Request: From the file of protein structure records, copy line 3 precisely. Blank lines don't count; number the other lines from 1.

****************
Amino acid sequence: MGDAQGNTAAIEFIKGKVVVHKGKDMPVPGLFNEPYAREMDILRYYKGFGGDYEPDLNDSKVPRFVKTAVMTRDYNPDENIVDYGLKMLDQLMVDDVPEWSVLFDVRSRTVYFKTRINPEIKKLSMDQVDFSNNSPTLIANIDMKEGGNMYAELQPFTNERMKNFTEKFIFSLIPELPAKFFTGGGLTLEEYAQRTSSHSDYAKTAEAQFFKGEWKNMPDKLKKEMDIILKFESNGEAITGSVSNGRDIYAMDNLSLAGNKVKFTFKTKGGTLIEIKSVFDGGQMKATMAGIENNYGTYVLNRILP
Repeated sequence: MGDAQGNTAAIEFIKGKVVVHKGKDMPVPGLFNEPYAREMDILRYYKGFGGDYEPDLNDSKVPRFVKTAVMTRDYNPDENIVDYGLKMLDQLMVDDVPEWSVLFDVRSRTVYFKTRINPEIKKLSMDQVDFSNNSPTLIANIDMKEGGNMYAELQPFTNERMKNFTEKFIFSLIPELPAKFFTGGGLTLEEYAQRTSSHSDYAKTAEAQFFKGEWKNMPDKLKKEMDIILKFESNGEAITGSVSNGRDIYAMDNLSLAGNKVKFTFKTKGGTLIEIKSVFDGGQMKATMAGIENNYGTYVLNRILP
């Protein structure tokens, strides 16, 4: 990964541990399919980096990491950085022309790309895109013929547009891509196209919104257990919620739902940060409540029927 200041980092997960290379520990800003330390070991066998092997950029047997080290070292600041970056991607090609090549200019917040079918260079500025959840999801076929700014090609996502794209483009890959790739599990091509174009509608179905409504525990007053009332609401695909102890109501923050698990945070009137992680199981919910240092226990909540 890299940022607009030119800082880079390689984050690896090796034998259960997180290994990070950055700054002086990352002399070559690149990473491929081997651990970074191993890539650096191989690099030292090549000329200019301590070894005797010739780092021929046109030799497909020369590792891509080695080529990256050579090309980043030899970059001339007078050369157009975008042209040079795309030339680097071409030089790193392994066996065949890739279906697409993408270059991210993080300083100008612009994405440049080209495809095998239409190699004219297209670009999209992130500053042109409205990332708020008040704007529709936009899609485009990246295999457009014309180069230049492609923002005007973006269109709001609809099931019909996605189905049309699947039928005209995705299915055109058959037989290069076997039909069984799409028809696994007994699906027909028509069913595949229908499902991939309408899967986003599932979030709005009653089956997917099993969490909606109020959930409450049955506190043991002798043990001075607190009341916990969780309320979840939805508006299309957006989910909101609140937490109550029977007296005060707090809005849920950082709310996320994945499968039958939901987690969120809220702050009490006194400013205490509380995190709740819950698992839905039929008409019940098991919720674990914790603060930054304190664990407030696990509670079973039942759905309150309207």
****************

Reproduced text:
């Protein structure tokens, strides 16, 4: 990964541990399919980096990491950085022309790309895109013929547009891509196209919104257990919620739902940060409540029927 200041980092997960290379520990800003330390070991066998092997950029047997080290070292600041970056991607090609090549200019917040079918260079500025959840999801076929700014090609996502794209483009890959790739599990091509174009509608179905409504525990007053009332609401695909102890109501923050698990945070009137992680199981919910240092226990909540 890299940022607009030119800082880079390689984050690896090796034998259960997180290994990070950055700054002086990352002399070559690149990473491929081997651990970074191993890539650096191989690099030292090549000329200019301590070894005797010739780092021929046109030799497909020369590792891509080695080529990256050579090309980043030899970059001339007078050369157009975008042209040079795309030339680097071409030089790193392994066996065949890739279906697409993408270059991210993080300083100008612009994405440049080209495809095998239409190699004219297209670009999209992130500053042109409205990332708020008040704007529709936009899609485009990246295999457009014309180069230049492609923002005007973006269109709001609809099931019909996605189905049309699947039928005209995705299915055109058959037989290069076997039909069984799409028809696994007994699906027909028509069913595949229908499902991939309408899967986003599932979030709005009653089956997917099993969490909606109020959930409450049955506190043991002798043990001075607190009341916990969780309320979840939805508006299309957006989910909101609140937490109550029977007296005060707090809005849920950082709310996320994945499968039958939901987690969120809220702050009490006194400013205490509380995190709740819950698992839905039929008409019940098991919720674990914790603060930054304190664990407030696990509670079973039942759905309150309207």